A Frosty Morning
“Okay guys, let’s go outside and take care of business,” I say as I open the door. Mary, Sally and Eli jostle their way out, bouncing off my legs. I follow behind, pulling my bathrobe tight around my body against the blowing snow and below freezing temperature. I must be quite the sight in my winter boots, ratty bathrobe and bed-head hair. Thank goodness our house is sheltered by trees.
The tree limbs are heavy with thick snow weighing down the branches and only two tire tracks on the long driveway are visible from when Mike left hours ago.
“Come on, Eli, take care of business.” He is the dawdler and will ignore his bladder if we don’t keep after him. He stops by a bush and lifts his leg, then puts it back down without doing anything and heads toward the door.
“Nice try, buddy,” I say. “Now take care of it for real this time.” He starts to lift his leg against the porch beam. “Uh, uh. Now get out there.” He wanders over to a tree and this time he does pee.
Sally wanders down the driveway a bit when a deer bursts out of the orchard and runs in front of her and into the woods. The fur on Sally’s back stands up and she hops up and down in one spot. On the down she takes off running after it.
“Sally, no,” I yell.
Eli hasn’t seen the deer, thank goodness, because I know he would chase it and not stop. Sally isn’t that adventuresome or courageous. She is standing at the edge of the woods, peering between the trees with timidity.
“Sally, come here.” She looks at me, back at the woods, gives one bark, and runs toward the house, stopping to squat and pee.
I turn my attention to Mary who is heading down the driveway away from the house.
“Mare,” I yell. She is losing her hearing and only hears certain pitches. I guess the sound of my voice when I screech “Mare” is one she hears. Of course that doesn’t always mean she pays attention to it, and this is one of those times. She continues down the driveway.
We live in the woods with a very long driveway that empties out onto a private two-track road. I’m not concerned about her getting hurt on the road, but I don’t want her wandering off.
I step off the porch into the snowfall. “Mare,” I try again. She stops and I breathe a sigh of relief. The last thing I want to do is chase her down the driveway in my bathrobe. She turns and looks at me as I clap my hands. “Come on, sweetie.”
I wave my arms in the air trying to get her attention, since her eyesight is getting worse, also. I know she sees me because she wags her tail and then, she turns and trots back down the driveway. I start trudging after her and Eli runs ahead of me.
“No, Eli, back to the house.” I point toward the front porch, but he must see something move in the woods because he takes off like a shot, snow flying up around him. I hope the deer isn’t lingering.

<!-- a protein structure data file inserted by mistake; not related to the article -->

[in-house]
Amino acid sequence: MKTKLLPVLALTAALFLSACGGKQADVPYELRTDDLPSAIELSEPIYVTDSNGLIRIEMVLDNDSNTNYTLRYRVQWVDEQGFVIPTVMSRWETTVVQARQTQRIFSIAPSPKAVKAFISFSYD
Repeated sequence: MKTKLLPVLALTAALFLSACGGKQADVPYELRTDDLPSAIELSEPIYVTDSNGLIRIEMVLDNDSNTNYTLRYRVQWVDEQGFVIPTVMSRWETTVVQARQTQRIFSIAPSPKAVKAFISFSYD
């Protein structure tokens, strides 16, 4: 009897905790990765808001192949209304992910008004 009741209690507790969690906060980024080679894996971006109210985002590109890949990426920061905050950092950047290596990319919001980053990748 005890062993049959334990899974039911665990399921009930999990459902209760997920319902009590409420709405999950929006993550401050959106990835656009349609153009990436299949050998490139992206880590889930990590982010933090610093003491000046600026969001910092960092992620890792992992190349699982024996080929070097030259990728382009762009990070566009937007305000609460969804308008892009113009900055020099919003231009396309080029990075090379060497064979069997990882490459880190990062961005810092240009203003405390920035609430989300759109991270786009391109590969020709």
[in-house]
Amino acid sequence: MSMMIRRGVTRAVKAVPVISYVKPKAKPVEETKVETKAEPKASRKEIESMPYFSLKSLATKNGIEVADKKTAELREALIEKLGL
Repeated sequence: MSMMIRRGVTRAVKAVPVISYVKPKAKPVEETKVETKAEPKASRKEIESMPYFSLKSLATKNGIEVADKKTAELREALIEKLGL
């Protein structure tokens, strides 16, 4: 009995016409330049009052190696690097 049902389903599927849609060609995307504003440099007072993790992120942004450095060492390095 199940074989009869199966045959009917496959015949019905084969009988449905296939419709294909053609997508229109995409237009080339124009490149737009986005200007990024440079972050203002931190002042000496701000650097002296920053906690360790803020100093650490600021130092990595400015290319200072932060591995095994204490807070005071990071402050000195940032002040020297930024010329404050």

“Eli, get back here.”
Now Mary has turned the corner at the pole barn and I can no longer see her. The snow is so deep it is over the tops of my boots and my bare feet are now wet. I mutter as I try to walk in the tire tracks, hoping that will help keep additional snow from falling in my boots.
“Eli, come here. Eli!” I can hear the bell on his collar, but I can’t see him through the trees. I consider calling Mary again, but I know she won’t hear me so why waste my breath, since every time I open my mouth I can see my breath in the cold air.
I round the pole barn and look around. No Mary. I squint and peer into the woods. Nothing. Looking at the ground, I see her tracks continue down the drive, so I walk in that direction. I stop and listen for her bell and hear a soft tinkling. It gets louder and she emerges from the trees running and bouncing in sheer doggy joy. I would smile except my toes are freezing. She runs past me and toward the house.
One down, two to go. I turn around and with daylight rising, can make out the shape of Eli just inside the tree line.
“Come on, Eli, let’s go.” He bursts out of the woods and chases Mary to the house. I hobble along, searching for the little white dog that blends in with snow.
A movement to the left catches my eye and I see snow flying into the air in short bursts. Eli sees it, too, gives chase and pounces … on Sally. The two of them start scrapping in the deep snow, chasing each other, then stopping to wrestle, then back to chasing.
The snow is coming down harder now and my glasses are speckled. I take them off and try to wipe them on my bathrobe, but of course that is wet as well.
“Come on, you chuckleheads, let’s get in the house.” I look up and see Mary sitting on the porch, waiting for us. Sally and Eli fly by me as one, and I lose my balance, performing a ballerina pirouette before landing on my butt. I stand up and continue toward the house, my teeth chattering.
I open the door and the three amigos run inside, shaking snow off their coats. If only I could do that. Mary drops to the floor, pulls snowballs off her paws and Eli eats them. Sally shakes so hard she loses her balance and falls over, then pops back up like a jack-in-the-box.
I kick off my boots, shed my soaked bathrobe and jump back into bed to warm up. I curl my shivering body under the blankets, with only the top of my head exposed. A wet nose nudges the blankets and I lift my arms. Sally wiggles underneath and snuggles up next to me … with her cold, wet body.